This is also true of any tree roots that could be growing near to where the pond will be placed.
Depending on the size of the tree, and its propensity for growth, this too could puncture the liner and cause the same problems.
If this is the case, then it is advised to line the ground with old carpeting or thick material to act as an extra line of defense between the liner and potential invasive plant roots.
The Installation Process
Installing the preformed pond, whilst a relatively simple task, still needs to be done correctly.
The first thing to do is to choose a spot with a lot of sunlight. At least 4 hours of sunlight will suffice.
This is important for maintaining water levels, as well as for drainage.
It will also ensure that the water within the pond doesn’t get too murky and remains clear and bright.
It is also important to make sure that the area is relatively root free.
These will not cause any damage to the preformed mold, but depending on the size of the roots they could dislodge or offset the balance of the pond over time.
Next, mark out the dimensions of the pond using chalk or aerosol paint, before digging the corresponding hole a little larger and deeper to allow ease of entry, and room to compact and fill in afterward.
Once you have dug the hole to required dimensions, make sure the ground is firm and compacted to ensure a sturdy foundation.
It is also important at this stage to ensure that no obtrusive stones, branches, or roots are present in the space, so as to start with a clear and free base.
Once the foundation has been laid, use play sand (less coarse) to act as a layer beneath the preformed mold.
This will help with firmness, drainage, and cushioning, creating a smoother surface than the ground.
Place the mold inside the hole, layering it where necessary to ensure levelness and proper depth.
For reference, the edge of the preformed pond should be slightly above ground level, so that dirt, soil, rainwater, and any gardening fertilizers or weed killers do not get washed into the pond water once setup is complete.
This will create a slight slope that will prevent any of these adverse consequences.
Once the mold is level and sits securely in the hole, backfill around it with loose dirt and sand, getting about half way.
Then begin to fill the pond with water.
Continue filling the pond, carefully backfilling around it with dirt and sand, monitoring the swell of the mold, as well as the firmness of the ground around it, to ensure it remains secure and tight.
For the best result, try to finish both of those tasks around the same time.
This will allow the loose soil and sand to accommodate the swell of the mold, creating a firmer seal.
Before you can add any plants and fish, you need to make sure several things are completed.
Firstly, if the water is mildly chlorinated, allow it to stand for 48 hours before setting any plants in the water.
If you are going to add fish, you need to make sure that the water is dechlorinated first.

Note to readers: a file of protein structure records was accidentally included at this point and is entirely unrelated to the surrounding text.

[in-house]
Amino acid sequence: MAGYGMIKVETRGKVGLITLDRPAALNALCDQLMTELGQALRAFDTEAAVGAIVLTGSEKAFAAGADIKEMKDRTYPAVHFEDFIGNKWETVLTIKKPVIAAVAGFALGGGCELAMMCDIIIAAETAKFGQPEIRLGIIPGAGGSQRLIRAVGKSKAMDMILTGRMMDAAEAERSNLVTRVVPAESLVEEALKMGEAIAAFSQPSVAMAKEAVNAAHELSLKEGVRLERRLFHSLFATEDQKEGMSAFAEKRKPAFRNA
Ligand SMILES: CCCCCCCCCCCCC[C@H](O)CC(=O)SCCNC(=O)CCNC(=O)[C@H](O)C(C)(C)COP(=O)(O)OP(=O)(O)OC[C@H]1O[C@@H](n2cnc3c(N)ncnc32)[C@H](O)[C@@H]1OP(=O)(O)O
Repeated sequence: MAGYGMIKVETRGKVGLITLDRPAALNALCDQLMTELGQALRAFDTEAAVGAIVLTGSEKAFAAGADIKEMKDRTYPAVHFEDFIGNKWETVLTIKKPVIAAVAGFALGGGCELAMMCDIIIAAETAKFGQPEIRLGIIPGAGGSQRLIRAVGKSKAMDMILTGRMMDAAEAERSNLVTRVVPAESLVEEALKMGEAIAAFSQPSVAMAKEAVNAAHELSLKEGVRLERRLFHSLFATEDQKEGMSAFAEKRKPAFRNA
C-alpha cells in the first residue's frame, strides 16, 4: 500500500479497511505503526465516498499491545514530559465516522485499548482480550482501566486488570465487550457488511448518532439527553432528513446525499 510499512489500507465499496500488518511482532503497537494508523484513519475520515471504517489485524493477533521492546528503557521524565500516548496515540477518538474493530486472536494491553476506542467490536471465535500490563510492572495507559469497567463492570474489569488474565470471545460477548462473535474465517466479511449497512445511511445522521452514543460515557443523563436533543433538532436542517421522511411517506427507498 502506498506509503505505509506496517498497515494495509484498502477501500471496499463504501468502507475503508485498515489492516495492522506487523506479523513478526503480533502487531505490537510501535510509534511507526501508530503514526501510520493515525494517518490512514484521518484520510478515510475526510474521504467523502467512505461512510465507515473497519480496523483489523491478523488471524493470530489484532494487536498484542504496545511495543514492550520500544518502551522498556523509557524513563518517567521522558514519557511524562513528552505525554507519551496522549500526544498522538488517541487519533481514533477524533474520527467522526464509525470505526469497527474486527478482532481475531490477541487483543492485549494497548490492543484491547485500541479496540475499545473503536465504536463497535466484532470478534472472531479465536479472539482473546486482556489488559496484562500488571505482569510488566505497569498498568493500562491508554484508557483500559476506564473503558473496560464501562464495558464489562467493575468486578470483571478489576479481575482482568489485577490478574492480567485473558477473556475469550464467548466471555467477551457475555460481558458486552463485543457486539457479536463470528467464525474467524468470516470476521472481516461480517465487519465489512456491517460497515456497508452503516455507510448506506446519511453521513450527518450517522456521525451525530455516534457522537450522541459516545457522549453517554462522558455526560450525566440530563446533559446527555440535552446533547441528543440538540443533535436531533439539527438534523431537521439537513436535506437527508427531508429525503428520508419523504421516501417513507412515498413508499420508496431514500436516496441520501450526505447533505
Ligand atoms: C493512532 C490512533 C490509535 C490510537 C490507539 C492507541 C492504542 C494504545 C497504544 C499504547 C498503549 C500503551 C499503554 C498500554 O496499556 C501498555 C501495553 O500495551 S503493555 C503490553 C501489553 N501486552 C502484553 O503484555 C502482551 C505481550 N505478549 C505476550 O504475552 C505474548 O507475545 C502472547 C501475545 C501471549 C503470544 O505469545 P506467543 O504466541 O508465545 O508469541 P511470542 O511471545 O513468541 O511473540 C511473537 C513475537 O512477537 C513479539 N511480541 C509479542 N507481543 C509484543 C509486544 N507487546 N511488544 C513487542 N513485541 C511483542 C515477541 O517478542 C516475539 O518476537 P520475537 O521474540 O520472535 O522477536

This can be done by using products such as Ammo Lock 2, which will neutralize the water, making it safe for the cold water fish.
If there was any dirt added into the water during the backfilling, it would probably be best to either fish out as much as possible, or simply drain and refill the water.
This is to ensure good pond health going forward, as well as making sure that the water at least starts from a clean state.
Finally, many people like to decorate around their pond, with either rocks or additional foliage.
This will hide the outer lip of the preformed mold, and conceal much of the sand and dirt used to backfill.
The addition of rocks make great homes for insects, such as woodlice, spiders, and waterborne flies, as well as improving the chances for healthy bacteria to form around the exterior of the pond, enhancing the pond’s ecosystem.
These not only improve the health of the pond, but the attraction of insects will also prove extra food for water creatures, such as common garden frogs, as well as particularly adventurous, and larger, breeds of fish.
Whilst this will be helped by the bacteria and algae that will take root in the pond, it is important to check the overall health and cleanliness from time to time.
If you have been cutting your grass, ensure that any stray clippings are removed from the water.
The same goes for any loose flower petals, branches, or shrub clippings which might have been blown into the water.
If you have fish, a good biofilter will help to ensure their health, and the cleanliness of the water.
This can also be improved with a “filter media”, the area where the bacteria can grow and thrive.
Traditionally this was achieved using gravel, but modern methods can include plastic coiling slices into sections, bioglass, aqua rocks, or Japanese filter mats, which are woven plastic sheets made from mixes of bonded fibers.
Once your pond is completed, you will be amazed at how calm and relaxing your garden can be.
With the attraction of helpful insects (such as bees and dragonflies), lush foliage, and decorative plants and rocks, it can make an excellent addition to any space.
And as an added incentive, the babbling sound of water created by the pond’s pump will add a sense of tranquility and peace to any garden.
The only thing left to do is give it a try. You won’t be disappointed!